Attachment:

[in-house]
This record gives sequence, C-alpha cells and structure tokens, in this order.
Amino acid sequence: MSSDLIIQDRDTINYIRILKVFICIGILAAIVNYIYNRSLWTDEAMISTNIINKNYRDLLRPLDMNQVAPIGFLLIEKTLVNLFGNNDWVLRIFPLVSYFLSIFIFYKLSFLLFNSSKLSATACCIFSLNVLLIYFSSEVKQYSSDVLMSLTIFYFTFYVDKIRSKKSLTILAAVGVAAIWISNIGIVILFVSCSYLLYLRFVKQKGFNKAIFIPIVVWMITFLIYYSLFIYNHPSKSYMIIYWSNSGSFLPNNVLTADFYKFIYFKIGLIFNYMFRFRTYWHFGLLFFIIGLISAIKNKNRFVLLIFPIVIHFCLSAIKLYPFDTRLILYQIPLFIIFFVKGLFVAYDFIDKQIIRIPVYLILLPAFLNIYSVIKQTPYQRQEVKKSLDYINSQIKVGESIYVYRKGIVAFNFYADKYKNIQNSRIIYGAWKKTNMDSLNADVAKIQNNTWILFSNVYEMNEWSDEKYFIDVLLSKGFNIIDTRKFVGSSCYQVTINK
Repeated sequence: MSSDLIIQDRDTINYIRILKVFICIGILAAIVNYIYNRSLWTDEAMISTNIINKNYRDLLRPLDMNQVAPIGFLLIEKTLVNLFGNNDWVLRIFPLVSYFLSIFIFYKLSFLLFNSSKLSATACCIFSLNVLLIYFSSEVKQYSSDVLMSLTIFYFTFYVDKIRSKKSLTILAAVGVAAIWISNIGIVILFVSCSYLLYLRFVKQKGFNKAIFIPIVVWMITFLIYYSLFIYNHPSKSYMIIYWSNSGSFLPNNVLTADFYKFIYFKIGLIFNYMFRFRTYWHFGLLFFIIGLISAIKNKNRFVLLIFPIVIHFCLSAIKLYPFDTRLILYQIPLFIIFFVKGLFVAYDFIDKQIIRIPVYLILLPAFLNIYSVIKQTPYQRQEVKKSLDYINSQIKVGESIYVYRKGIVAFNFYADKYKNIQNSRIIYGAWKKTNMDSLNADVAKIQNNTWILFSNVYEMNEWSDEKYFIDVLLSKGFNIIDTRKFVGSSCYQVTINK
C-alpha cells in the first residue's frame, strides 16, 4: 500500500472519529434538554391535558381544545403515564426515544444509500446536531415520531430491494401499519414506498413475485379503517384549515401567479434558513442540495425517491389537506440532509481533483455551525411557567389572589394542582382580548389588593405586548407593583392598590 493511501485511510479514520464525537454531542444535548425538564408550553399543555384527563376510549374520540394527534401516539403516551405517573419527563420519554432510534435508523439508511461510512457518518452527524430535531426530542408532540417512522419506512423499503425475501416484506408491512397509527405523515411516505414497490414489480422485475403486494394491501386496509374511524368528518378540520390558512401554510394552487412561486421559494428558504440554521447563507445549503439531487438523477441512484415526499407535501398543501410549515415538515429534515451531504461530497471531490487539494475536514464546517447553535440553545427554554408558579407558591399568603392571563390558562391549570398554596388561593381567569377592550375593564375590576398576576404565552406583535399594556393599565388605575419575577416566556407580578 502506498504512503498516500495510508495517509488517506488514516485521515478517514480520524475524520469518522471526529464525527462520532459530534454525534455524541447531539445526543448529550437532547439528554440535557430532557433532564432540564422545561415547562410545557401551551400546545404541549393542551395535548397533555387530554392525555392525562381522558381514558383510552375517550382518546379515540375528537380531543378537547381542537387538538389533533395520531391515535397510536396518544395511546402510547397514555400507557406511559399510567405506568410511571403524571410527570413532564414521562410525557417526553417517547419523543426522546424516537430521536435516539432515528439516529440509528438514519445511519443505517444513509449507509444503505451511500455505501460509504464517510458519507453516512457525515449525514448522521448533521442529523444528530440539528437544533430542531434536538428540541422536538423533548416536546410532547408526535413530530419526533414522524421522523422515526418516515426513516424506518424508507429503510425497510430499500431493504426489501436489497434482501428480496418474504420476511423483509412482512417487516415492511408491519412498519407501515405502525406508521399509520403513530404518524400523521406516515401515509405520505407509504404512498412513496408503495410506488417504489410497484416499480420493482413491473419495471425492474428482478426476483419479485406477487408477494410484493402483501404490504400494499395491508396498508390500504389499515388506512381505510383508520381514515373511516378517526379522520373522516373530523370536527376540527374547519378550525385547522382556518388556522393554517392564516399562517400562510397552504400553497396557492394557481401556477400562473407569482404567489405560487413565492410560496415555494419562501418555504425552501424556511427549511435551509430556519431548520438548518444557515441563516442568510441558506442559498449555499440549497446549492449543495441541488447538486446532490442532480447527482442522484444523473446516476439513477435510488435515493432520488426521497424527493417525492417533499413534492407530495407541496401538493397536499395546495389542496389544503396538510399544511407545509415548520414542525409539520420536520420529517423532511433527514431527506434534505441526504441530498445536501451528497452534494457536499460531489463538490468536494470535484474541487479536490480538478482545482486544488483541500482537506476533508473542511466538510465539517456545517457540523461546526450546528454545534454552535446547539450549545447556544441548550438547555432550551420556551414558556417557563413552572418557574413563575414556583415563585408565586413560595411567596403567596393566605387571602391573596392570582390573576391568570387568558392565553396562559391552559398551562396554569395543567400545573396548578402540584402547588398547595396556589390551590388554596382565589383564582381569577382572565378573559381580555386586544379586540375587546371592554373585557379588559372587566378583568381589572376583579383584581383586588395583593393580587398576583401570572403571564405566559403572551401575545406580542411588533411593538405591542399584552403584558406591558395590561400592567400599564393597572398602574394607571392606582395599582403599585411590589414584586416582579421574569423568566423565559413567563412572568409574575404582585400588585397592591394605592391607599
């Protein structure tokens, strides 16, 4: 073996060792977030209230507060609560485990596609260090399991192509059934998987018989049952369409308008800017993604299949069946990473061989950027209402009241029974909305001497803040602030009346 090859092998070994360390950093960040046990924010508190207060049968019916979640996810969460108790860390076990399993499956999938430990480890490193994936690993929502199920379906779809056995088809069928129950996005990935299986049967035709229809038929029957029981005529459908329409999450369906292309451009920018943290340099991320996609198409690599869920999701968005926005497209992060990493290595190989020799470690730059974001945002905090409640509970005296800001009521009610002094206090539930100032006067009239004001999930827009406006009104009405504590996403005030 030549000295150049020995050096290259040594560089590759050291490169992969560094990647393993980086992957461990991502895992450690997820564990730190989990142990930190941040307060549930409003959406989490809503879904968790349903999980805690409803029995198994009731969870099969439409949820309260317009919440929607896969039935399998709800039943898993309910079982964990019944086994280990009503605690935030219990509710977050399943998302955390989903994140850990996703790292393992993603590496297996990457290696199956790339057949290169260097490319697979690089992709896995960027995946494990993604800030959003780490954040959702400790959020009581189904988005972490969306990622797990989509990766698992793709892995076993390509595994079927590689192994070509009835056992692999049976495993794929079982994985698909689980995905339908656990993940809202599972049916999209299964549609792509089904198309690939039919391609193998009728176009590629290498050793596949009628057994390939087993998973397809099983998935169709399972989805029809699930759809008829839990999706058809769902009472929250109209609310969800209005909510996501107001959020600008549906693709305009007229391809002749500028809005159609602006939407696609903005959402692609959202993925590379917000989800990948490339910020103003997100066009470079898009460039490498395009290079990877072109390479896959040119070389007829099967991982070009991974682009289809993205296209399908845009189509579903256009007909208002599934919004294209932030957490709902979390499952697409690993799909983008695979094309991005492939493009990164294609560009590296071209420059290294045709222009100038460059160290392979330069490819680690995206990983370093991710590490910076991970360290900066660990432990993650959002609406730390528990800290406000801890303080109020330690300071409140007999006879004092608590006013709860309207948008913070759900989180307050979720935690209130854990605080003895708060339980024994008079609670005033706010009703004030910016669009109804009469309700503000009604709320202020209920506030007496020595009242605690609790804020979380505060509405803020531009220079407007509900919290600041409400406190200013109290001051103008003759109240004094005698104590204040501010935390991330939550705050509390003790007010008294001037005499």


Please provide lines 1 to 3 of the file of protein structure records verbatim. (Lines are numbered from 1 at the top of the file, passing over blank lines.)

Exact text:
[in-house]
This record gives sequence, C-alpha cells and structure tokens, in this order.
Amino acid sequence: MSSDLIIQDRDTINYIRILKVFICIGILAAIVNYIYNRSLWTDEAMISTNIINKNYRDLLRPLDMNQVAPIGFLLIEKTLVNLFGNNDWVLRIFPLVSYFLSIFIFYKLSFLLFNSSKLSATACCIFSLNVLLIYFSSEVKQYSSDVLMSLTIFYFTFYVDKIRSKKSLTILAAVGVAAIWISNIGIVILFVSCSYLLYLRFVKQKGFNKAIFIPIVVWMITFLIYYSLFIYNHPSKSYMIIYWSNSGSFLPNNVLTADFYKFIYFKIGLIFNYMFRFRTYWHFGLLFFIIGLISAIKNKNRFVLLIFPIVIHFCLSAIKLYPFDTRLILYQIPLFIIFFVKGLFVAYDFIDKQIIRIPVYLILLPAFLNIYSVIKQTPYQRQEVKKSLDYINSQIKVGESIYVYRKGIVAFNFYADKYKNIQNSRIIYGAWKKTNMDSLNADVAKIQNNTWILFSNVYEMNEWSDEKYFIDVLLSKGFNIIDTRKFVGSSCYQVTINK